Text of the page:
That's bulshit PC. And until you either answer my question (as opposed to simply making arrogant unsupported assertions), you don't have a leg to stand on.

I will give you an prime example of imaginative thinking: the invention of "0" by Arabian mathemeticians. That revolutionized math, allowing us to do things that the Romans et al never imagined.

It is interesting that before that happened, it was taboo to even think about representing the concept of absence numerically. Much like your mental taboo against thinking about the non-mechanistic (as Deacon would say "absential") qualities of mind.

There is nothing mystical in my thinking, and I am insulted by your implying that there is. The problem of mind is real. Dualism is a failed attempt to resolve the problem that plays right into religion's hands (in fact Descartes arguably used it to placate the Church). I suggest that rather than giving me knee-jerk reactions devoid of substance, that you read the book I referenced above and get back to me.

P.S. Of course there is no efficient cause in a computer program. It is a mental construct. The efficient cause is in the machine that runs the program. But until you can tell me how a machine, which is a deterministic entity (i.e. entirely attributable to efficient cause) comes up with a computer program without the help of a teleological mind, I'm afraid you are just blowing steam.


f_hruz profile image

f_hruz 4 years ago from Toronto, Ontario, Canada

Let's say, each human being represents a mini universe which gets started at point t=0 ... then obviously they didn't exist before the moment of fertilization, but time existed before, during and after birth of that growing and expanding mini universe - and before IT existed a much larger reality containing many reproductive systems, with the potential, not only to cross-fertilize, but to also host new lifeforms within itself ... and a lot more!

There are so many moments when one could say, that's when t was 0 for this living entity. Just think of IT as being yourself, or as you being a single cell life form with in you, or as you being part of the universe.

I'm sure it's not a man-made god driving the wagon to make all of this work. The thing I'd like to know, where does nature get this potential from to let all this unfold before us while giving us the ability to draw on all that intelligence on demand by simply learning how to think in abstract terms, create structured thoughts which reflect how nature actually functions, and apply it in scientific ways so we can compare notes ... :)


Manna in the wild profile image

Manna in the wild 4 years ago from Australia Author

@f_hruz: One major difference between the birth of a human and the big bang is that the human expands into something, consuming resources from that something on the way. With the big bang there is no 'into'. It is not described as an explosion into some medium, and there is no centre as there would be with an explosion. The growth of the universe is not consuming an external medium.

If you stand on Earth and look in any direction everywhere looks the same. If an alien, say, 10 billion light years away did the same, it would find everything the same too. But we would have different horizons because of the time it takes information from the big bang to reach our observations.

Your last paragraph contains deep and perplexing questions. Feel free to speculate.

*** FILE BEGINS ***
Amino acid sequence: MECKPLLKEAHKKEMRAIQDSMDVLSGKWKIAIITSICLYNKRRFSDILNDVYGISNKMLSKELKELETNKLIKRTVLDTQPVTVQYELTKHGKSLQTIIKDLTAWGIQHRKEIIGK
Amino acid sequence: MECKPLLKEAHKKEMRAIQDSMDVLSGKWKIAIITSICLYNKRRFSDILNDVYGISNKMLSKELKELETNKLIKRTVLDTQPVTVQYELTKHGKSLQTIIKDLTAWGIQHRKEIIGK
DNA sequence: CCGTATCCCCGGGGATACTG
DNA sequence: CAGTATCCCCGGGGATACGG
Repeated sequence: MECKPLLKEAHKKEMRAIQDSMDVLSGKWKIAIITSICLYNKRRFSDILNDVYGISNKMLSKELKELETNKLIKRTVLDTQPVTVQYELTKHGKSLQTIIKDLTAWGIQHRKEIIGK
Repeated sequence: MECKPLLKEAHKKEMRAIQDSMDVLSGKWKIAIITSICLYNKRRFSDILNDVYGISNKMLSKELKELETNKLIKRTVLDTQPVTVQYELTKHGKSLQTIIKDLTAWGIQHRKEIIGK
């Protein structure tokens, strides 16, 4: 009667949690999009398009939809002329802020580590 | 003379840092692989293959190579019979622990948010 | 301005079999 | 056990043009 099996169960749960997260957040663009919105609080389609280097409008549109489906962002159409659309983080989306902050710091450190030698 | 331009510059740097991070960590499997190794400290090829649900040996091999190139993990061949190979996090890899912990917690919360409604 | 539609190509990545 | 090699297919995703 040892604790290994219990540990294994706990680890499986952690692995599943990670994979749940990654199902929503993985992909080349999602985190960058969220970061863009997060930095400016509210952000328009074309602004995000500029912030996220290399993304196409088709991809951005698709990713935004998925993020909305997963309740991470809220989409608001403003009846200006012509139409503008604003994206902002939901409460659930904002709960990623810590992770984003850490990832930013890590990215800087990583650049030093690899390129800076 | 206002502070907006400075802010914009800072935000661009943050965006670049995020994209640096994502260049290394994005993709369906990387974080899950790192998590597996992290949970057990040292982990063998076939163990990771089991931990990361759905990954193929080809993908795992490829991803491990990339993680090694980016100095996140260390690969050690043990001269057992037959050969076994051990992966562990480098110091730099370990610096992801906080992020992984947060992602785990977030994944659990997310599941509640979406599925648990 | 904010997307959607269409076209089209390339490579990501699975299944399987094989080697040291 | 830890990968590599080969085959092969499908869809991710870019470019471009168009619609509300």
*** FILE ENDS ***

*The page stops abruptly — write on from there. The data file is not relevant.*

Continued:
Pcunix profile image

Pcunix 4 years ago from SE MA

I don't think it is appropriate to continue our arguing here. I'll write a hub about it and you can blow smoke there if you want. I apologize that you are insulted, but mystical thinkers always are.


Joyus Crynoid profile image

Joyus Crynoid 4 years ago from Eden

Agreed PC. I look forward to blowing smoke your way. I expect however that the chances of me changing your mind are about as good as the chances of me convincing a creationist of the reality of evolution. The use of disparaging terms like "foolish" and "mystical thinking" smacks of intellectual laziness, and is the mark of a True Believer who recognizes, deep down, that they don't have a leg to stand on.

Sorry Manna, I'm done. Thanks for your indulgence on this exchange, which at least was somewhat in the spirit of your hub!


Larry Fields profile image

Larry Fields 4 years ago from Northern California

Voted up. No discussion of elementary physics is complete without my warped humor.

Have you heard about the new high-tech embalming fluid?

It's called Perpetual Lotion.

Oh, bad Larry! The devil made me do it.


Manna in the wild profile image

Manna in the wild 4 years ago from Australia Author

Oh - go get a good Christmas!


Austinstar profile image

Austinstar 4 years ago from Somewhere in the universe

@f_hruz "I'm sure it's not a man-made god driving the wagon to make all of this work."

All that is in the "universe" exists, it has always existed and will infinitely exist in the future. This includes cognitive thought, whatever that is. Perhaps "time" is the magic ingredient. Or perhaps not. Just sum it up in your mind as "it is what it is" and move on.

Happy holidays to ya'll!


AKA Winston 4 years ago

Manna in the wild,

There are certain claims I can understand - that all of matter is expanding into empty space that lies outside of (say) a ringlike circle of matter.

What I cannot envision is something totally irrational, such as a 0D particle or something that IS both particle and wave because we can't explain why something may appear to act like a particle and wave or how space (nothing) can curve even when combined with time (a non-thing).

Because we cannot explain observations does not to me make a case for claims that lie outside of our ability to use reason.


Pcunix profile image

Pcunix 4 years ago from SE MA